Pop Culture

Album Review: Hudson Mohawke, ‘Cry Sugar’

With a debut full-length as hyperkinetic as 2009’s Butter, it’s no surprise that Hudson Mohawke never ended up settling into a single sound, as popular and distinctive as it may be. Having racked up credits for Kanye West, Drake, and Pusha T, the Glaswegian producer would go on to showcase his growth on 2015’s Lantern, anchoring in a varied palette that subverted expectations while building on the potential of his earlier releases. Though he hasn’t released a proper album since, he followed it up with the Ded Sec – Watch Dogs 2 (OST) in 2016 and has kept busy during the pandemic with an archival mixtape series and the revival of his TNGHT project with Lunice. For all the restless maximalism that has come to define him as a producer, he seems to possess a rare ability to take stock of where he’s been and factor it into his process; you can find traces of practically everything he’s had a hand in on his third album, Cry Sugar, which drifts through hip-hop, hyperpop, soul, and various forms of dance music with equal parts irreverence and architectural precision, embracing a kaleidoscopic vision of euphoria. Not only is it his most ambitious effort to date, but the closest he’s come to capturing a kind of breathless transcendence.

In considering the direction of the new album, Mohawke found himself “stifled by the traditional chin-stroking, po-faced genre studies of UK club culture,” according to press materials, and consequently revitalized by the freeing possibilities of American debauchery, particularly when set against an apocalyptic backdrop. While he once sought to distance himself from the innovative sounds he became associated with as part of Kanye’s G.O.O.D. Music family, Cry Sugar is peppered with expertly employed soul samples and luscious strings that imbue the music with a spirit of humanity and a sense of drama. He’s able to twist that kind of infectious energy without quite negating it: after a drop he mostly refrains from using elsewhere on the LP, ‘Bow’ morphs into something altogether lewd, almost demented. There are surprisingly straightforward and anthemic moments in ‘Dance Forever’, ‘Come a Little Closer’, and the riveting 2-step garage of ‘Tincture’, but the nuanced complexity of Mohawke’s approach comes through no matter the genre framework; notice the whirring noise – purportedly that of an MRI machine – drilling its way through ‘Dance Forever’ and into your brain.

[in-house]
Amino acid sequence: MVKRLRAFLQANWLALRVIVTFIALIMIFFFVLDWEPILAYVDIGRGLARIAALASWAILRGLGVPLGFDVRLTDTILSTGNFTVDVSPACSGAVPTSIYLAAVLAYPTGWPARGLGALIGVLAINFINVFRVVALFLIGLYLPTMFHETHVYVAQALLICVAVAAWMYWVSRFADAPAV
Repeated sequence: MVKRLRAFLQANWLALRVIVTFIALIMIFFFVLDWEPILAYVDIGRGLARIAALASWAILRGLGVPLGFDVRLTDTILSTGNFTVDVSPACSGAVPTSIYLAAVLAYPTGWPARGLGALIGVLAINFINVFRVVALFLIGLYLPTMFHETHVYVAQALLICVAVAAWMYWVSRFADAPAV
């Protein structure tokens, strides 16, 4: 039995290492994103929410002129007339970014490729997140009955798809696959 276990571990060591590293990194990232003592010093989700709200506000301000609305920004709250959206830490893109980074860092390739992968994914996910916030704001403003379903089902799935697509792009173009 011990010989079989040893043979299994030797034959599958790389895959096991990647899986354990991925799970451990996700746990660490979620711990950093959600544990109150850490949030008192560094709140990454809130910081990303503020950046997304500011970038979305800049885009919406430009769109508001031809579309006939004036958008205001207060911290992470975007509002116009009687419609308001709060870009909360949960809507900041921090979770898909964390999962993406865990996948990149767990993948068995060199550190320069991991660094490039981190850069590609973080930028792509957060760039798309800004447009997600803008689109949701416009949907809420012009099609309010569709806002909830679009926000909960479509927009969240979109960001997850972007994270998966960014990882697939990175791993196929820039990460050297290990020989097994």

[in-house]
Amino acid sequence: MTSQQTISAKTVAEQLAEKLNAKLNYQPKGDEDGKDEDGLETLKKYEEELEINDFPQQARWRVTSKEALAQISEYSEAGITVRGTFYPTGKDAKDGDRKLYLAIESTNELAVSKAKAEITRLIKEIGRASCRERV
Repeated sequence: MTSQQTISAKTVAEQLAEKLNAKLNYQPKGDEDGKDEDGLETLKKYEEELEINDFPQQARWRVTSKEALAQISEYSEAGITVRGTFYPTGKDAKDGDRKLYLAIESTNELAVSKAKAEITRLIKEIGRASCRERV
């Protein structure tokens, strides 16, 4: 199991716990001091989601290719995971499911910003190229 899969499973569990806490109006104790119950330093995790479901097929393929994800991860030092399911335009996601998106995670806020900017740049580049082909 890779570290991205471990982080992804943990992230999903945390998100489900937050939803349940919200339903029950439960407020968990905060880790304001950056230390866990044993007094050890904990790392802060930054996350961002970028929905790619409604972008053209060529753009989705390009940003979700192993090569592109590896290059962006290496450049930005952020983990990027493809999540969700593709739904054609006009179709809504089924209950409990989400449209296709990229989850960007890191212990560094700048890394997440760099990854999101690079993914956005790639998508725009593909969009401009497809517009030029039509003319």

Whether below the surface or right at the very top, HudMo throws all sorts of delightful surprises throughour Cry Sugar. One of the most staggering examples arrives early on with ‘Intentions’, whose ecstatic house rhythms might make you wonder if Beyoncé has already hired him for future RENAISSANCE installments – even for a track that never stops mutating, foregrounding a dynamic vocal performance and sharp synth stabs, the abrupt transition right around the 3-minute mark still catches you off guard, slowly bringing every element in the mix into a melting point of bliss. Meanwhile, ‘KPIPE’ is an eerie concoction that evokes the feeling of dizzy exhaustion that kicks in when your whole body’s spent.

Although the producer has always had a penchant for experimenting with bizarrely colourful ideas, Cry Sugar appears more concerned with how they blend together, achieving a sense of cohesion without too much conceptual baggage. Not even in the album’s middle run does its versatility come off as overly jarring, proof that Mohawke has become a master at juxtaposing disparate sounds: the decadence of ‘Bow’ is followed by ‘Is It Supposed’, which is Porter Robinson-esque in its child-like optimism. Then comes a shimmering ballad called ‘Lonely Days’, which unfolds over five and a half minutes and stands among the most heartfelt songs in the producer’s catalog; the swirl of instrumentation becomes too blinding to decipher the exact stream of words, yet it all coalesces into a portrait of isolation that’s familiar yet unifying, its intimacy later echoed on ‘Come a Little Closer’.

The longer tracks on Cry Sugar are also its best. When the frenetic ‘Bicstan’ was released as a single, it seemed to condense so many subgenres under the electronic music umbrella that it stood firmly alongside a megamix sampling the entire album. The similarly propulsive ‘Rain Shadow’ also flirts with tipping over the edge, but it only contorts into new shapes; as erratic and volatile as it is, the album never fully gives into chaos. For perhaps the first time, and with painterly clarity, Mohawke offers more than a glimpse of what the sky looks like after all the jolting pyrotechnics: While ‘Stump’ might have served as a short reprieve on a previous HudMo album, here its iridescence stretches out through the atmosphere, allowing us to revel in the wonder. Paired with ‘Dance Forever’, their depictions of eternity are two sides of the same coin; Hudson Mohawke ensures you don’t have to pick one kind of pleasure over the other.

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